Anna Lowenhaupt Tsing

Anna Lowenhaupt Tsing

Fellow: Awarded 2010
Field of Study: Anthropology and Cultural Studies

Competition: US & Canada

University of California, Santa Cruz

Anna Lowenhaupt Tsing has a penchant for seeing the global in the local, for identifying the frictions through which intercommunal histories are made, for recognizing the effects—positive and deleterious—of those historical shifts, and for generously bringing in experts in a wide variety of fields to help her plumb the depths of her topics. All of these decided strengths are evident in her Guggenheim Fellowship project, On the Circulation of Species: The Persistence of Diversity.

In its simplest terms On the Circulation of Species is an “ethnography of matsutake,” a mushroom highly prized by the Japanese, but as in her previous studies, this apparently tightly focused subject actually serves as a gateway to a larger discussion, in this case of the global dilemmas of diversity, specifically, as she phrases it, the “emergent, ‘contaminated’ diversity of the present.” Although modernization with its emphasis on the discipline of labor and natural resources seemed to sound a death knell for diversity in fields ranging from industrial output, to agriculture, to forestry, and beyond, diversity nevertheless has continued to emerge. Matsutake is one example of this: it grows only in symbiotic relationship with nutrient-challenged trees, such as those in industrial tree plantations or well-used forests. It is harvested by people on the margins of the industrial economy, where cultural diversity thrives. Matsutake supports the livelihoods of diverse people in diverse places, from Oregon to Lapland to Yunnan. (As Ms. Tsing points out, in Yunnan alone, 600,000 people are in the wild mushroom trade.) The study itself was the impetus to another kind of diversity, as she established the collaborative Matsutake Worlds Research Group, to study “global scientific, ecological and commercial connections involving matsutake mushrooms.”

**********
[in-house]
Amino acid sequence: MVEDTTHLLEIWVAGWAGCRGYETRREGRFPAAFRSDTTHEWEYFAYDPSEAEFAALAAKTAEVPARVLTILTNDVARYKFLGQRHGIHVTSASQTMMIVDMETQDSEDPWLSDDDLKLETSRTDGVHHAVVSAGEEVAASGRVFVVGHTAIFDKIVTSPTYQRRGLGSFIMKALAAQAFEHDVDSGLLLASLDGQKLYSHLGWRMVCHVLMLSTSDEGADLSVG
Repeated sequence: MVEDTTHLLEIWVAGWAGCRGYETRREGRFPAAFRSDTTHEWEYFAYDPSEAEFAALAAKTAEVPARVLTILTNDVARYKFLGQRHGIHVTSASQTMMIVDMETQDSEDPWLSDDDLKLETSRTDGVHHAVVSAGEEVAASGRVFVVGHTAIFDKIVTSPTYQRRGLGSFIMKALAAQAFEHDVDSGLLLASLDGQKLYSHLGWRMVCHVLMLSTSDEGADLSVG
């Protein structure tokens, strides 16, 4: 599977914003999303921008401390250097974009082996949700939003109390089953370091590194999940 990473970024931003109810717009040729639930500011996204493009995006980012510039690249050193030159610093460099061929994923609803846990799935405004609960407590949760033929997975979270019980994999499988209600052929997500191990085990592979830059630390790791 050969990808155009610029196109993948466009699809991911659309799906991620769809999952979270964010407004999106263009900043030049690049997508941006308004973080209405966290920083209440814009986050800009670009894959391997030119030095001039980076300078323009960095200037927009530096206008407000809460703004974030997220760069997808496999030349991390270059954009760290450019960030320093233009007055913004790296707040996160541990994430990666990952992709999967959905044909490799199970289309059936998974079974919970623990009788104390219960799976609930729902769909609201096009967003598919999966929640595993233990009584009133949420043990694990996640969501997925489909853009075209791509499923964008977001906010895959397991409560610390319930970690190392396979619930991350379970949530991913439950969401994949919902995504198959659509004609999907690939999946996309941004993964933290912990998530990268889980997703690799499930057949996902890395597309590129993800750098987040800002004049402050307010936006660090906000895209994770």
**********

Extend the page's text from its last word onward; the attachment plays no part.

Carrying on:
In addition to over forty articles, published in such journals as Cultural Anthropology and Southeast Asian Studies Bulletin and in numerous anthologies, Anna Lowenhaupt Tsing is the author of two books, both published by Princeton University Press: In the Realm of the Diamond Queen (1994), which won the Henry J. Benda Prize in Southeast Asian Studies, and Friction: An Ethnography of Global Connection (2005), which the American Ethnological Society honored with its Senior Book Award. Friction has become a standard text in graduate seminars in geography, sociology, critical theory, feminist studies, environmental studies, and political economy, among other areas. She also coedited five anthologies, including Communities and Conservation: Histories and Politics of Community-Based Natural Resource Management (with J. Peter Brosius and Charles Zerner) (Altamira Press, 2005) and, most recently, Words in Motion: Towards a Global Lexicon (with Carol Gluck) (Duke UP, 2009).

During the course of her career, her research has been supported by Fellowships from the National Institute of Mental Health, SSRC, NEH, American Association of University Women, University of California Humanities Research Institute, and Center for Advanced Study in the Behavioral Sciences. She has also received funding from the University of California Pacific Rim Program and the Toyota Foundation.

Currently Professor of Anthropology at the University of California, Santa Cruz, Ms. Tsing was educated at Yale University (B.A., 1973) and Stanford University (M.A., 1976; Ph.D., 1984). On receiving her doctoral degree she served as a visiting assistant professor at the University of Colorado, Boulder (1984-86) and as an assistant professor at the University of Massachusetts, Amherst (1986-89), before joining the faculty at UC Santa Cruz. She has also been a visiting professor at the University of Chicago, Harvard University, and Aarhus University in Denmark. In 1994-95, she was a Member of the Institute for Advanced Study in Princeton.

Ms. Tsing is a member of the American Anthropological Association, the American Ethnological Society, and the Association for Asian Studies.


Scroll to Top